Wealthy Kuwait hit by power crisis as mercury tops 50 - INQUIRER.net, Philippine News for Filipinos

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Wealthy Kuwait hit by power crisis as mercury tops 50 - INQUIRER.net, Philippine News for Filipinos


By Omar Hasan
Agence France-Presse
First Posted 00:10:00 06/17/2010

Filed Under: Weather, Electricity Production & Distribution,Government, Graft & Corruption, Politics, Crisis

KUWAIT CITY—Record temperatures above 50 degrees Celsius (122 Fahrenheit) in the desert state of Kuwait have placed it on the brink of a major power crisis and put the government under fire politically.

The meteorological office said it recorded 52 degrees Celsius (125.6 F) on Tuesday in the capital Kuwait City, the highest temperature under the shade in more than 30 years, according to the office's boss.

"It is the highest temperature to be recorded in more than 30 years," Khaled al-Shuaibi told AFP. "Temperature has been above normal for a few days and it stayed above 50 degrees for up to four hours daily."

Under the direct sun, temperature "could reach 70 degrees Celsius (158 F) when humidity is very low and no winds blow," which has been the case in the past few days, said Shuaibi.

In the open desert at the Kuwait-Iraq border post of Abdali, the temperature soared to 53 degrees Celsius (127.4 F) for the second straight day on Tuesday.

It is not abnormal for temperatures to hit 50 degrees in Kuwait, but the big heat wave has arrived early this year.

As a result, power consumption hit new all-time highs on each of the past three days until it almost reached the maximum production capacity, prompted by the use of air conditioning to beat the heat.

On Tuesday, consumption hit 10,921 megawatts out of a total production capacity of just 10,950 megawatts after a small generation unit broke down, ringing a strong alarm.

Opposition MPs put the blame squarely on the government, charging total mismanagement, a lack of planning and corruption.

"The whole government is incapable of facing the (power) crisis," said Islamist MP Faisal al-Muslim in a statement on Tuesday.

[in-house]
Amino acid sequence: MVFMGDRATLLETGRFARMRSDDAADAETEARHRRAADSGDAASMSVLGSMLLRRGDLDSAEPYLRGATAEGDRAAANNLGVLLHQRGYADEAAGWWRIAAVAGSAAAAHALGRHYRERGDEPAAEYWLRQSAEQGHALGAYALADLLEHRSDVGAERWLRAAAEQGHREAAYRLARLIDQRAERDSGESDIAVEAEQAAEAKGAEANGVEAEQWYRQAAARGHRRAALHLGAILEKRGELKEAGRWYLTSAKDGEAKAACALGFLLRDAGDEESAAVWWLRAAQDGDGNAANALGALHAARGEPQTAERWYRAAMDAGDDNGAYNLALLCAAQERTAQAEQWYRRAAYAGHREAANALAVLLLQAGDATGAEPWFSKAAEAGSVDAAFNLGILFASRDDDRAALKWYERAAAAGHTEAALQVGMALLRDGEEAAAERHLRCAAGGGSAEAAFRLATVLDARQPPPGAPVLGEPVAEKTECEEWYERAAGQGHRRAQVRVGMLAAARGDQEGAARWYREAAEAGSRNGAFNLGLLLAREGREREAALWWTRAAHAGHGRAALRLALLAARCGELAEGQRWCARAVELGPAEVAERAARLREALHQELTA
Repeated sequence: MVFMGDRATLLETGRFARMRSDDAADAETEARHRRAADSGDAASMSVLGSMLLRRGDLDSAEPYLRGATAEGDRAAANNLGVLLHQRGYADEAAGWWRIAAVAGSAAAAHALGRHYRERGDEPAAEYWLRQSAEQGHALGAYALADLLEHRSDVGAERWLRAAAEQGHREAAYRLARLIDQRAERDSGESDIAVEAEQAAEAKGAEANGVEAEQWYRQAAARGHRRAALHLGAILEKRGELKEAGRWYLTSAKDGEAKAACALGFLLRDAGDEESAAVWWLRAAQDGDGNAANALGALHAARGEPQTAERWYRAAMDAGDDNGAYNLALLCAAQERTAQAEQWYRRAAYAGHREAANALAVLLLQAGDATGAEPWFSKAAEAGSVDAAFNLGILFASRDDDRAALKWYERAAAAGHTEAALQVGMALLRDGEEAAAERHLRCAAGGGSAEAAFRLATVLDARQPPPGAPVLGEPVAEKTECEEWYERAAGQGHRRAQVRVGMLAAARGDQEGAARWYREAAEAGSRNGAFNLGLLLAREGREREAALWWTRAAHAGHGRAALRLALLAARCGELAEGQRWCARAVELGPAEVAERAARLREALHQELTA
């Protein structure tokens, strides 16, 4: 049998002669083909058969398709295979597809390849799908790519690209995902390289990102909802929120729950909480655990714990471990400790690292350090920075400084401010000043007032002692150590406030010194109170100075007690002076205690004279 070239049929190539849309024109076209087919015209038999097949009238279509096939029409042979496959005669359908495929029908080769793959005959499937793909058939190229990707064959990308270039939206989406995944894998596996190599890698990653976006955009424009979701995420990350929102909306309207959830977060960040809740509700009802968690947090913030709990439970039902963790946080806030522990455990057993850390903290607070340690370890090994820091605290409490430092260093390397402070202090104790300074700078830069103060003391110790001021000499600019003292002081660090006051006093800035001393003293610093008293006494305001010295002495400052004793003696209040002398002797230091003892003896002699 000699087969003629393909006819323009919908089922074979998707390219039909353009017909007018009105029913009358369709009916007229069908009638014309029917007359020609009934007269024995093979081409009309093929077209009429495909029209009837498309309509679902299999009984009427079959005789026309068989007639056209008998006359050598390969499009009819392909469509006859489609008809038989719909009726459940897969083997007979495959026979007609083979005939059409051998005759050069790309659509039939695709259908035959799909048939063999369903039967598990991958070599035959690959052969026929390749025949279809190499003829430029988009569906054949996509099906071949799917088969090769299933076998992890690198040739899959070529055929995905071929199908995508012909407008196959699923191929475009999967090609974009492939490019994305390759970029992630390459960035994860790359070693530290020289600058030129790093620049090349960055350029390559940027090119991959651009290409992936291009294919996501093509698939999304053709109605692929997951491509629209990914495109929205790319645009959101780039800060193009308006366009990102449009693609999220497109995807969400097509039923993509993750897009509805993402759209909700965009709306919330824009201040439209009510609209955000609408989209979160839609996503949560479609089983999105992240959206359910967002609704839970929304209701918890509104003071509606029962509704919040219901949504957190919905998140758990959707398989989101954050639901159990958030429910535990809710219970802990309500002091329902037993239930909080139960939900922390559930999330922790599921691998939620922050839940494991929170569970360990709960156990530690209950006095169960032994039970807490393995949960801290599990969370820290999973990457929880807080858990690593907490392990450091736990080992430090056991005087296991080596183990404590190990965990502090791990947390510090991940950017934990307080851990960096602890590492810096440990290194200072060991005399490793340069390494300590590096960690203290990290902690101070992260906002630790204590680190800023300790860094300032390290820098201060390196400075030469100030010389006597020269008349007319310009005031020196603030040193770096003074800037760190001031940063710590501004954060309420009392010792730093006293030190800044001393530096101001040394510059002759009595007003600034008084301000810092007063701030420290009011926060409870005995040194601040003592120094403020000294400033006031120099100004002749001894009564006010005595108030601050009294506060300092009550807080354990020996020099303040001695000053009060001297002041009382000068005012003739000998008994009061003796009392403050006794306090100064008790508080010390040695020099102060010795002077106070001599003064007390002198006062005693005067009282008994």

"It is very difficult to transform Kuwait into a regional trade and financial hub when electricity is cut from the homes of citizens," said the spokesman of the opposition Popular Action Bloc MP Mussallam al-Barrak.

Islamist MP Khaled al-Sultan said this was the result of corruption and government incompetence.

"This is what the corruption has led to in the ministry of electricity and water ... The minister should step down if he can not perform his duties," Sultan said in a statement. He threatened to grill the minister.

On Tuesday, 21 MPs in the 50-member house demanded an emergency debate on the deteriorating power situation in OPEC's fifth-largest producer. The debate will be held on Sunday.

Three MPs proposed that public sector working hours end at midday instead of 2:30 p.m. to save electricity, and the government said it will consider the proposal.

Most electricity is consumed by air conditioning units, which are normally run non-stop from March to November.

The government instructed all ministries and government offices to switch off electricity at the end of working hours. Schools were ordered to shut down early and kindergarten children were sent home.

The army resorted to its diesel-powered generators as the government appealed to the public to switch off all unnecessary appliances and air conditioning units to save power.

Several residential districts experienced power cuts for several hours during the past few days, but officials said it was because of incidents at transformers and not a programmed power cuts policy.

"It looks as if we have reached the melting point. We have decided that the family and I will only venture (out) to go to work or if necessary," Ahmad Masud, a government employee, told AFP by phone.

Minister of Electricity and Water Bader al-Azemi blamed the lack of new power plants for the crisis, saying the Gulf state has not built a new power plant since 1988.

Prime Minister Sheikh Nasser Mohammed al-Ahmad al-Sabah said in September that Kuwait aims to double its power generation capacity to more than 20,000 megawatts over the next five years.

Kuwait, which operates a cradle-to-grave welfare policy for nationals, sells power at highly subsidized rates of 0.7 cents per kilowatt/hour to its 1.1 million citizens and 2.35 million foreign residents.

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